Sargassum filipendula and S. pteropleuron, two species of the brown algal genus common to the west coast of Florida, were studied over an 18-month period. A population of each species became 100% reproductive by late October in both years and new growth from the perennial
bases occurred by the end of March. Mature plants, measuring 1 to 1.5 m in length, were present by the end of June. Ash content was highest in older dying plants and new growth. Protein levels were highest in young growing plants. Soluble carbohydrate was highest in mature plants found during
the summer and early fall months. Lipid levels were low and did not show seasonal patterns. Kilojoules were uniform for both species throughout the year. The compensation-photon flux density was less than 100 μE m−2 s−1 and light saturation was less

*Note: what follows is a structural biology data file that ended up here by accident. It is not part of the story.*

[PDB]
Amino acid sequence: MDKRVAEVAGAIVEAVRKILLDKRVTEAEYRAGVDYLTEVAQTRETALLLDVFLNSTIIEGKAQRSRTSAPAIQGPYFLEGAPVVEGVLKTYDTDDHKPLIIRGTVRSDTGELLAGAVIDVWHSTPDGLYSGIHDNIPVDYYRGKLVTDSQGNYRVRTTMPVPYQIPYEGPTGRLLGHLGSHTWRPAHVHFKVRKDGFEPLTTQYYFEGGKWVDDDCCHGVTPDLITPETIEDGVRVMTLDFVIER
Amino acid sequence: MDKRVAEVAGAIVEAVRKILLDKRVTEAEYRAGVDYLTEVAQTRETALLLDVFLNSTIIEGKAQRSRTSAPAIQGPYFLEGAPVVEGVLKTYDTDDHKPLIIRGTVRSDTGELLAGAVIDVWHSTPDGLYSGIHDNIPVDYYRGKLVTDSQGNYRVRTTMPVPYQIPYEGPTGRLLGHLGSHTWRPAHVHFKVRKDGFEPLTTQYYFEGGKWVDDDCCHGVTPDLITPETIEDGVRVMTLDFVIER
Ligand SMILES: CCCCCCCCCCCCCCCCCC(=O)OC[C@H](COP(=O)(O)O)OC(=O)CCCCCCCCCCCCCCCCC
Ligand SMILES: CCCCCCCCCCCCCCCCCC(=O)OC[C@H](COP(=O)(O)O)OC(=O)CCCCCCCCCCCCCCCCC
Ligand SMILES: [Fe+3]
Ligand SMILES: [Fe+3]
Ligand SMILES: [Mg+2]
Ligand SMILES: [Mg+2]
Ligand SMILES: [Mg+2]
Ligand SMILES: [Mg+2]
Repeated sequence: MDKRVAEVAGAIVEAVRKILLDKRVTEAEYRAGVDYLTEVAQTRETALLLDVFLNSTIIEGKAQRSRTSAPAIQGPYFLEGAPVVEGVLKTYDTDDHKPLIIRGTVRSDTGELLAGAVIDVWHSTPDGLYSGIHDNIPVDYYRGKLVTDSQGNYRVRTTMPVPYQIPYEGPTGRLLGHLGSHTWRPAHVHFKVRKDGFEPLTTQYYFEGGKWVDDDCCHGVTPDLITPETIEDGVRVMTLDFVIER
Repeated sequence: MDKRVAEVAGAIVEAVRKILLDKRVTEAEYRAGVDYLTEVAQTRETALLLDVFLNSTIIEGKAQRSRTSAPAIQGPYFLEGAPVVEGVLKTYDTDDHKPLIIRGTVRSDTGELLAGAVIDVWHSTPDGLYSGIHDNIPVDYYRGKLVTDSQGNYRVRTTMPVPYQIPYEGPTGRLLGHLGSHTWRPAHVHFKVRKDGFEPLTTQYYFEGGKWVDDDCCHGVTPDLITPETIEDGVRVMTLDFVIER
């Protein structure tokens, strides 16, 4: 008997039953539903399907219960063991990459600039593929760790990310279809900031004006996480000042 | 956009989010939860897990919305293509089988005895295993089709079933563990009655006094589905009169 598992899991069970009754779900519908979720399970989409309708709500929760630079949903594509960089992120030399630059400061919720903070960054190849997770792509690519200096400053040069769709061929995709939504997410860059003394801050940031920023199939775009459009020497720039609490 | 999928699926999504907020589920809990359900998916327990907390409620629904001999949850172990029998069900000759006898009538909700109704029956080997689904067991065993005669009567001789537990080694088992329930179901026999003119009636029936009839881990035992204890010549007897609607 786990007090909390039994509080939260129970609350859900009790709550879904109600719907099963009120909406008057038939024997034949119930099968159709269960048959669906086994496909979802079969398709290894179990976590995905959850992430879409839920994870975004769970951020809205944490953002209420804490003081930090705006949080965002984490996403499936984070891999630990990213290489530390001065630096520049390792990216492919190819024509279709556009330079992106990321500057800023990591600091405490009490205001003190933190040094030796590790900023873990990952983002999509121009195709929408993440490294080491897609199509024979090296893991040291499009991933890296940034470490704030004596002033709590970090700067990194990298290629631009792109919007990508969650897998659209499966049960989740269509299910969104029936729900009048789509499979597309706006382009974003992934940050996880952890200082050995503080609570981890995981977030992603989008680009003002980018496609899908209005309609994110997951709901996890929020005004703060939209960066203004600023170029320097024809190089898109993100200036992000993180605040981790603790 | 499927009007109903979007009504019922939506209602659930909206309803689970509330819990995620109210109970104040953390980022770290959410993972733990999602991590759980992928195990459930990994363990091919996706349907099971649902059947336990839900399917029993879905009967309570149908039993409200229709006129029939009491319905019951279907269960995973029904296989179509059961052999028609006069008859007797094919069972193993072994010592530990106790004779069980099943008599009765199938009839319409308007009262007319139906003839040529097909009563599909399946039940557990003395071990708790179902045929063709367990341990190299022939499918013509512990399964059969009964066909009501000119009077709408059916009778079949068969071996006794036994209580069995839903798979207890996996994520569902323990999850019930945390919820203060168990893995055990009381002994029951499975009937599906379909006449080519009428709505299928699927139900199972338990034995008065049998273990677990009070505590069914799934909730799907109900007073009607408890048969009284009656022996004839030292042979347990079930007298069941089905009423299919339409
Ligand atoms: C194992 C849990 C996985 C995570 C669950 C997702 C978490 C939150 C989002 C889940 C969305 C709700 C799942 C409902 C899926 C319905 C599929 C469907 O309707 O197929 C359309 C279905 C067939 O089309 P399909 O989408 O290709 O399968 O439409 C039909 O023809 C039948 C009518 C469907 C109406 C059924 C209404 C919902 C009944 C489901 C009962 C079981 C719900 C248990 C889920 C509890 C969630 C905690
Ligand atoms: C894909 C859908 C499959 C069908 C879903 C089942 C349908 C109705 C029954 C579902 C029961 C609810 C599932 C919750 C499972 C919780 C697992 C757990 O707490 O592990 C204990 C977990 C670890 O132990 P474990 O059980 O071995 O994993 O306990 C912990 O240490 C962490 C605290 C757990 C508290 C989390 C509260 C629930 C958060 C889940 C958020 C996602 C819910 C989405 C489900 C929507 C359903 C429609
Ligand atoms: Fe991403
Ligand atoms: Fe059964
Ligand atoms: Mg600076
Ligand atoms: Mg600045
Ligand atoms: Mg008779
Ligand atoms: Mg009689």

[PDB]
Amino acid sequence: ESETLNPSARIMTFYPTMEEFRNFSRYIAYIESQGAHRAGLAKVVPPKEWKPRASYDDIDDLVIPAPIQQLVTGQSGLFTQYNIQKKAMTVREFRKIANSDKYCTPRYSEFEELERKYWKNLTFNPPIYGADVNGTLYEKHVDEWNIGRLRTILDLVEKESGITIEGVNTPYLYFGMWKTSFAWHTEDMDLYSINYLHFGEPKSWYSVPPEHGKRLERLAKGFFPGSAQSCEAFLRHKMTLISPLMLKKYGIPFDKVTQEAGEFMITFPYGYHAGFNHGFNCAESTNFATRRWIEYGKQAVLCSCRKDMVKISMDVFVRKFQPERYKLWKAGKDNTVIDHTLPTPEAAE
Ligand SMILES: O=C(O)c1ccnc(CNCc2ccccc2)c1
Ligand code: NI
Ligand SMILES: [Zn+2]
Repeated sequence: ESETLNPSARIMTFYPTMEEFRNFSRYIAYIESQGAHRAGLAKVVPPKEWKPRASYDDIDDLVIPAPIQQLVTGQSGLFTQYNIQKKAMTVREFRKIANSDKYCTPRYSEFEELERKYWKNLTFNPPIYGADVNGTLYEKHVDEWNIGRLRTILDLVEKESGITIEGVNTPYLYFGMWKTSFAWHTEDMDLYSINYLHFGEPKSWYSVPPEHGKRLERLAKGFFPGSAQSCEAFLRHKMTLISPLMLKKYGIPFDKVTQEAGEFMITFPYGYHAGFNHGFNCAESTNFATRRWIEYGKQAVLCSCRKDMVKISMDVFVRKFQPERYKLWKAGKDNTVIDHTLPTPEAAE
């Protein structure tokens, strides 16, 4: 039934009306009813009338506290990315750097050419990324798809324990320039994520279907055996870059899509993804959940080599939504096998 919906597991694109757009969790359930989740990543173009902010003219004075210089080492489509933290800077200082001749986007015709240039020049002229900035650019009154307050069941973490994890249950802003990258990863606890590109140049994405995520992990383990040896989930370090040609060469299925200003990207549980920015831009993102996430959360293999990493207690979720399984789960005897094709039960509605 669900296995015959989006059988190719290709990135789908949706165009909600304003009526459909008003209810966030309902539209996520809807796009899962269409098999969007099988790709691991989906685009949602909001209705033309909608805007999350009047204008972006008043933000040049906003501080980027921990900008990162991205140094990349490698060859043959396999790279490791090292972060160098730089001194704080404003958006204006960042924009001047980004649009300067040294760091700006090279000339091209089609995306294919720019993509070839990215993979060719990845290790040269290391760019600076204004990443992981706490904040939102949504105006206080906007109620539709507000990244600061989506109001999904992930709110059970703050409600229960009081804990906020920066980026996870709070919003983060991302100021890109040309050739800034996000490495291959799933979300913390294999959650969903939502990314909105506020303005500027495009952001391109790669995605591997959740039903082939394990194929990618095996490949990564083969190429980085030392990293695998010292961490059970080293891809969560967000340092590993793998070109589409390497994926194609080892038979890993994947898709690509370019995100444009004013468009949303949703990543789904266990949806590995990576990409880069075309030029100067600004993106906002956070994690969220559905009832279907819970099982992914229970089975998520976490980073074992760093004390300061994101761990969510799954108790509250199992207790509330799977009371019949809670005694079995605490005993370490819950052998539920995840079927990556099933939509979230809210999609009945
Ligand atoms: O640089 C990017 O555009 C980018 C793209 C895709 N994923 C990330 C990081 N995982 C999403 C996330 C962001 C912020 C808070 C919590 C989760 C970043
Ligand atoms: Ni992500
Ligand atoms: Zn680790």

than 1,000 μE−2 s−1 for both species. Both species showed broad tolerances to 12 combinations of temperature and salinity in factorial experiments. Low photosynthetic responses occurred after the two species reached maturity in the summer and initiated
reproduction in the fall.
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